Link Posted: 3/14/2002 12:10:57 PM EDT
For heaven's sake do not follow the advice of an analyst. Those guys couldn't find their asses in a phone booth with a 1KW spotlight. Indeed, there are those that feel stock analysts are good contra-indicators, that whatever they predict, the opposite will happen. At the end of 2000 I had a large number of shares of a semiconductor stock that were running about $80 to $90 a share. The analysts said it would be $200 in a year or so. It's now running about $7 a share. What did I do? I followed the analyst's advice and waited for that $200 figure. Ask me what I'm worth now. [rolleyes] Trying to make money on stocks is not very far removed from gambling, especially when you start getting fancy with shorts, options (puts and calls), and the like.
Link Posted: 3/14/2002 8:28:44 PM EDT
MarvL, believe me, I know that stocks have their risks, and I know options have even more types of risk to worry about. I've been doing fairly well so far on them, though. Shooter69, the symbol is GNTX. It just got downgraded yesterday by one analyst (and dropped about 1.62) after an annual report that sounded cautious to me, but is still near its 52-week high. It's been climbing steadily for the last year despite downgrades, insider selling, and the stock market drop. My growth guess is based in part on their annual report's mention of increases in materials costs, pricing pressure from their customers, slowing sales in their old business (fire-suppression-related items), a slowing in car sales after the "0% financing" deals have ended, and their foray into "white LEDs" as their next great product. I think this new product concept is why their price is high now; I recall a company named ReadRite (RDRT) which soared after announcing they were changing from making disk-drive heads to fiberoptics, during the height of the fiberoptic bubble. Then there was Zapata, the fish-oil processor that decided it wanted to buy Excite to get into the Internet game. [rolleyes] After these two, I have become skeptical when a company announces that to get out of a saturated and well-understood market they're going to go into some hot new area. But I may be drastically wrong. Hey, I told my father in 1987 that Microsoft's products were so bad that they'd never survive in the market, and that Apple and the Motorola 680x0 processors were the way to bet. [>(]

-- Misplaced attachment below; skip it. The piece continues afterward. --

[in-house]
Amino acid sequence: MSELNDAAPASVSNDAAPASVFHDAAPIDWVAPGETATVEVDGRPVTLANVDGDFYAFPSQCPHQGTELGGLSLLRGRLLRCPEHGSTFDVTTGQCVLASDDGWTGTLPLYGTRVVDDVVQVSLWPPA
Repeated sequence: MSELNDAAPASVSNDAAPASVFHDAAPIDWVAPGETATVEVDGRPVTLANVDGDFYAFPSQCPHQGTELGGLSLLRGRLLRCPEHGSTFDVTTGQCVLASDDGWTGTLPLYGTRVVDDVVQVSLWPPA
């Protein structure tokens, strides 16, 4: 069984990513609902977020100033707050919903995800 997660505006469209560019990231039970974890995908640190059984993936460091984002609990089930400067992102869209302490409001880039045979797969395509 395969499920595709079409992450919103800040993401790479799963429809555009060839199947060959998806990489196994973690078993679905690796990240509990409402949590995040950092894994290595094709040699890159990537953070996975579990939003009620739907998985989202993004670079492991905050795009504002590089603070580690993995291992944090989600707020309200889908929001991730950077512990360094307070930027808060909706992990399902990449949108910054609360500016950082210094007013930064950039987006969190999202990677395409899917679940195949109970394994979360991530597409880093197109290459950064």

Link Posted: 3/14/2002 8:50:29 PM EDT
Originally Posted By BYU: PEG= (Current Market Price per share/Earnings per share) ------------------------------------------------------- Annualized earnings growth rate
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Well there ya go!! Rule of 72 is a simplistic way of figuring out how long it would take your money to double give a certain interest rate. The key to stocks is not to day trade em. Look long term. Be wary of stocks that have rapid price increases unless there is at least a 5yr history showing this as a normal phenomena for the particular issue. Always have a specific price to sell on the up side and stick to it. Do not become bullish on a stock just because you own it. So also have a specific sell price on the down side. Also on the down side, be prepared to buy in on the short term to avg out cost. Unless of course the stock is tanking. There in lies the trick to it all. Indentifying a stock that is in a free fall vs stock that is just temporarily out of favor.
Link Posted: 3/15/2002 8:18:48 AM EDT
Down .62 as I type this. [:D] "Hey kids! We eat tonight!" [:E]
Link Posted: 3/18/2002 1:01:50 PM EDT
Originally Posted By 71-Hour_Achmed: Down .62 as I type this. [:D] "Hey kids! We eat tonight!" [:E]
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And another .60 today. [:D] "Hey kids! We eat tonight!" [:E]
Link Posted: 3/19/2002 7:26:15 AM EDT
How many kids have you got, Achmed?
Link Posted: 3/19/2002 7:28:44 AM EDT
Originally Posted By lordtrader: The key to stocks is not to day trade em. Look long term. Be wary of stocks that have rapid price increases unless there is at least a 5yr history showing this as a normal phenomena for the particular issue.
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WTH kind of trader are you anyway? Mr. Conservative fuddy duddy I guess...
Link Posted: 3/19/2002 10:09:39 AM EDT
Originally Posted By shooter69: How many kids have you got, Achmed?
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None yet. I am merely quoting my hero, Cletus from The Simpsons. [:E]